barton keyes

Double Indemnity: Barton Keyes [INTJ]

OFFICIAL TYPING by mysterylover123

Introverted Intuition (Ni): Keyes bases his assessments of claims cases on his ‘little man’, aka his intuition. He gets a gut feeling about a case, and as soon as he does, he’s on that case and will get to the bottom of it. He has a remarkable ability to spot a phony claim, a wrong customer, and he usually bases it just on an intuitive leap. He’s unstoppable when once he gets on the scent, keeping at the case until he’s got the crook. He often speaks in clever metaphors for the current situation, like the idea that two people committing a murder is “not like riding a trolley car where they can get off at seperate stops.”

Extroverted Thinking (Te): Keyes is conscientious, responsible and organized. He’s a workaholic with an eye for talent. He’s so meticulous that, as Neff puts it he ‘won’t even check to see today’s Tuesday without looking at the calendar, then he’d have to see if it was this year’s or last year’s calendar, then if it checks with the world almanac’s calendar.’ He’s logical, and puts together the Dietrichson case based on clear deduction.

Introverted Feeling (Fi): Although he puts on an act of being ‘sore at everybody’ and logically detached, Keyes is more influenced by his internal feelings than he realizes. He doesn’t let many people in, but when he does and those people disappoint him (ie, Walter) it cuts him deeply. He has his strong ethics that keep him away from any kind of dirty dealing. He refuses to help Walter escape in the end, but still helps him light a cigar due to their bond.

Extroverted Sensing (Se): He’s not given to many sensory pleasures, and is often a little out of place in his physical environment. He’s also not very observant, missing certain details like Jackson recognizing Neff, and always neglecting to have matches available.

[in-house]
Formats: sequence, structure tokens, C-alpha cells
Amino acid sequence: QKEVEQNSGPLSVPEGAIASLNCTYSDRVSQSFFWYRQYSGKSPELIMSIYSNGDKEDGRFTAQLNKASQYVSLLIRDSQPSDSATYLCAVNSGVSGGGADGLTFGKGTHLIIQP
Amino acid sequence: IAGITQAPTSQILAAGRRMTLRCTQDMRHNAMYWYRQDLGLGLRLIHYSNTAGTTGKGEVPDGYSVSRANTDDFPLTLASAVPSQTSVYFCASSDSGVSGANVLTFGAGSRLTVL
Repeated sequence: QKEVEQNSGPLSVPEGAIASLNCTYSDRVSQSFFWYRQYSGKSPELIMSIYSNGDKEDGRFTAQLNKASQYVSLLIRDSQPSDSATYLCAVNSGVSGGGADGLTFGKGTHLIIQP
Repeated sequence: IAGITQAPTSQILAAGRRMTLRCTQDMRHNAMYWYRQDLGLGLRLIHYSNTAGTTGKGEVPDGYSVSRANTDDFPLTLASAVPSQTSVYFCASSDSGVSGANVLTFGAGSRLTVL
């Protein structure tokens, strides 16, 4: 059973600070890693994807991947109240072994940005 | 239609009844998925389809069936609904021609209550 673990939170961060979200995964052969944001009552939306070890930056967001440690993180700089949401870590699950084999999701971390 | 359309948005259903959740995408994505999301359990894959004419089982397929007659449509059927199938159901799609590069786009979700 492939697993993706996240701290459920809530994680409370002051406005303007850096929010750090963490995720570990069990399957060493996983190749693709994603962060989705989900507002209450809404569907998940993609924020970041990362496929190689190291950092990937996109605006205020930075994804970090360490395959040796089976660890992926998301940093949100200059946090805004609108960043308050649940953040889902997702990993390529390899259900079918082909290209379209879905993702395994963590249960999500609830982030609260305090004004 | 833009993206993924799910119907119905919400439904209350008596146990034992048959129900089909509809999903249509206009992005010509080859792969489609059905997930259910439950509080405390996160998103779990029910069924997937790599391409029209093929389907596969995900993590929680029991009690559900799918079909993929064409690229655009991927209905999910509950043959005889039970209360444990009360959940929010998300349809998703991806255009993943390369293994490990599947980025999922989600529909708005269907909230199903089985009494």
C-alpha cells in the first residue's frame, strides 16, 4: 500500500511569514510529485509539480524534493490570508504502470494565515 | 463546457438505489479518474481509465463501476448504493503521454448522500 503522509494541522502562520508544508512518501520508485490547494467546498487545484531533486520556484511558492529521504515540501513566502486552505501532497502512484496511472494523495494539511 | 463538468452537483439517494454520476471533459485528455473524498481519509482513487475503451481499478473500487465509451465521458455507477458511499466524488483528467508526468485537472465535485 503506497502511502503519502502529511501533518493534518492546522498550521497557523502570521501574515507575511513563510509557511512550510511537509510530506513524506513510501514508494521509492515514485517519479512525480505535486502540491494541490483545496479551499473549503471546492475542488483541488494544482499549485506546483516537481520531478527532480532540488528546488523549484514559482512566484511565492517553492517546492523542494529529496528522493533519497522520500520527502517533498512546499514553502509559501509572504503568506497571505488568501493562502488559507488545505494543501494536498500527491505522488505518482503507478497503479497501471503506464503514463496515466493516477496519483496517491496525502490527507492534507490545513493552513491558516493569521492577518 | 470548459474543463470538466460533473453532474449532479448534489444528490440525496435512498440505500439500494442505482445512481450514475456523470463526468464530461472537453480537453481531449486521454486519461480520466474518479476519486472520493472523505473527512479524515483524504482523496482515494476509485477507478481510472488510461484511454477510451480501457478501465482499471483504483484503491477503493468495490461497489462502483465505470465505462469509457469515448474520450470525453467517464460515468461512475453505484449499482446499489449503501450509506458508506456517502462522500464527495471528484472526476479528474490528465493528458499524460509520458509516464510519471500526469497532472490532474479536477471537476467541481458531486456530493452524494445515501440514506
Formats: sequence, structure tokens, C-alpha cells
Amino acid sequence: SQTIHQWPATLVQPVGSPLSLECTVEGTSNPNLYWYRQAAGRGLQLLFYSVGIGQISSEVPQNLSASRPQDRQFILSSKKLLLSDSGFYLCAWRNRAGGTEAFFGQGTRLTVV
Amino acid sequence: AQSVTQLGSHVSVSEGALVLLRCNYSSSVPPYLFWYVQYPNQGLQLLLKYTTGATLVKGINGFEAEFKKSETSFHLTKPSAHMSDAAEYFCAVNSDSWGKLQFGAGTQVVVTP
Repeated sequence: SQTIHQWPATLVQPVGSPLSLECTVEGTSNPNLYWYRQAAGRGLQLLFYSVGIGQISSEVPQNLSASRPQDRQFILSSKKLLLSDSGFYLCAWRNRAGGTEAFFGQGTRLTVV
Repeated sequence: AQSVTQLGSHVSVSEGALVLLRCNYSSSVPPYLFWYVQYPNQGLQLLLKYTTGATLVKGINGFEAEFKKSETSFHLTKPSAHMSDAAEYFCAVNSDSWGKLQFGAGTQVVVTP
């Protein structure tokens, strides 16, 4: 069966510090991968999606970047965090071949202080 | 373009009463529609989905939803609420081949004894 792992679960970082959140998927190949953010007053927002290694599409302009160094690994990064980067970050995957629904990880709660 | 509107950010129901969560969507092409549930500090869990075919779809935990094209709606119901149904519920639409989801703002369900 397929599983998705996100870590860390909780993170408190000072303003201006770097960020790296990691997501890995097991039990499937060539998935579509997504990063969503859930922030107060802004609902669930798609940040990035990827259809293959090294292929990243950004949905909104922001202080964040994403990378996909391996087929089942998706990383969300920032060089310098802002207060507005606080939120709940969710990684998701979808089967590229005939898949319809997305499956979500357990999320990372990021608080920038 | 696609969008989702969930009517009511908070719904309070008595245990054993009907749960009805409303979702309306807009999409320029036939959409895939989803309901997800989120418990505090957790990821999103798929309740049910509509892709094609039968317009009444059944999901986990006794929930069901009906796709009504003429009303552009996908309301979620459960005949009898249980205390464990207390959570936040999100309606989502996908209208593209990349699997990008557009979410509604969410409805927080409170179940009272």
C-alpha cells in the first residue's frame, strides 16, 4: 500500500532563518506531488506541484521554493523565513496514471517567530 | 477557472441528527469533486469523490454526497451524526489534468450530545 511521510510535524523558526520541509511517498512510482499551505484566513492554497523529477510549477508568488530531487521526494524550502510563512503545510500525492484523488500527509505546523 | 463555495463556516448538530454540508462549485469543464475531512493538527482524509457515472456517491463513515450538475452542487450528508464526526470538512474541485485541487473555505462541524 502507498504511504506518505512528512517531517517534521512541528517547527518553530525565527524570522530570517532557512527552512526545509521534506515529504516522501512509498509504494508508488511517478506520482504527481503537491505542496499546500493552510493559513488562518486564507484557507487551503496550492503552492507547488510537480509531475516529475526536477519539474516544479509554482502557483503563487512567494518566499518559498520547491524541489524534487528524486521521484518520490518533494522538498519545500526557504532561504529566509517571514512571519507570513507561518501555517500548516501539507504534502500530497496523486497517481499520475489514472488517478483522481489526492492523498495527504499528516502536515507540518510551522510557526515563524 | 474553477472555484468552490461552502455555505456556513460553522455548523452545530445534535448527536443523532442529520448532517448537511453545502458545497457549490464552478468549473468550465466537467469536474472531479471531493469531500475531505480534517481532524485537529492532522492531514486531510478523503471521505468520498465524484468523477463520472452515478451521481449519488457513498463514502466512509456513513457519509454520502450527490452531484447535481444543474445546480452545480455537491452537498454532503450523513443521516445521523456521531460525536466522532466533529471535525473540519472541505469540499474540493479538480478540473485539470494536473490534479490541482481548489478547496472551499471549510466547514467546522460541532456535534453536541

Double Indemnity; Billy Wilder; 1944= Film noir is one of the most popular film genres, influencing numerous directors and being referenced/parodied endlessly. This film is one of the ones which established film noir, and has become a classic. Walter Neff (Fred MacMurray, The Apartment) is an insurance salesman, an expert in his field. While selling insurance to a wealthy man he meets the man’s unhappy younger trophy wife, Phyllis Dietrichson (Barbara Stanwyck). She seduces him and convinces him to help her kill her husband so that they can collect the accident insurance policy and run away together. But the murder doesn’t go according to their meticulous plans: Neff’s perceptive boss Barton Keyes (Edward G. Robinson) takes over the case and begins to suspect foul play, and the young lovers each begin to doubt the loyalty of their partner. The plot is recycled in several later films and TV series, both as an homage and as blatant theft. But that’s a testament to the film’s exciting story. In true film noir fashion the story is told through flashbacks, with narration from MacMurray’s character, and we are soon introduced to the dazzling and dangerous femme fatale. The plot is intense and exciting, with the audience wondering exactly who is going to survive this tale of betrayal and lust. The cast all play their roles brilliantly, with MacMurray and Robinson’s interaction bringing humour to the plot and also having some strong, emotional moments as Keyes is blissfully unaware of his protege’s treachery. But, as with most film noir outings, the most memorable performance goes to Stanwyck. At first I wasn’t convinced as she is not a traditionally attractive woman in the old Hollywood manner. But she won me over almost instantly. She gives the role intensity, charisma, dry wit and, most importantly for the femme fatale, an air of threat and danger. This film is a strong example of the film noir genre, some calling it a template for the films that followed. Either way it perfectly represents the genre, from the lighting and aesthetics to the exciting plot twists. I love films which employ a clever use of dialogue, like Tarantino’s films, and this is one such film. Despite it’s age it’s a film that everyone should watch as it still has the same effect. Stanwyck’s character, the seductive yet deceptive beauty, and MacMurray’s turn as the independent professional seduced by a beautiful woman, are characters that still strike a cord today and so no-one should be put off by the film’s age. Definitely one of my favourites, and a great film from Wilder, director of Marilyn Monroe films The Seven Year Itch and Some Like it Hot.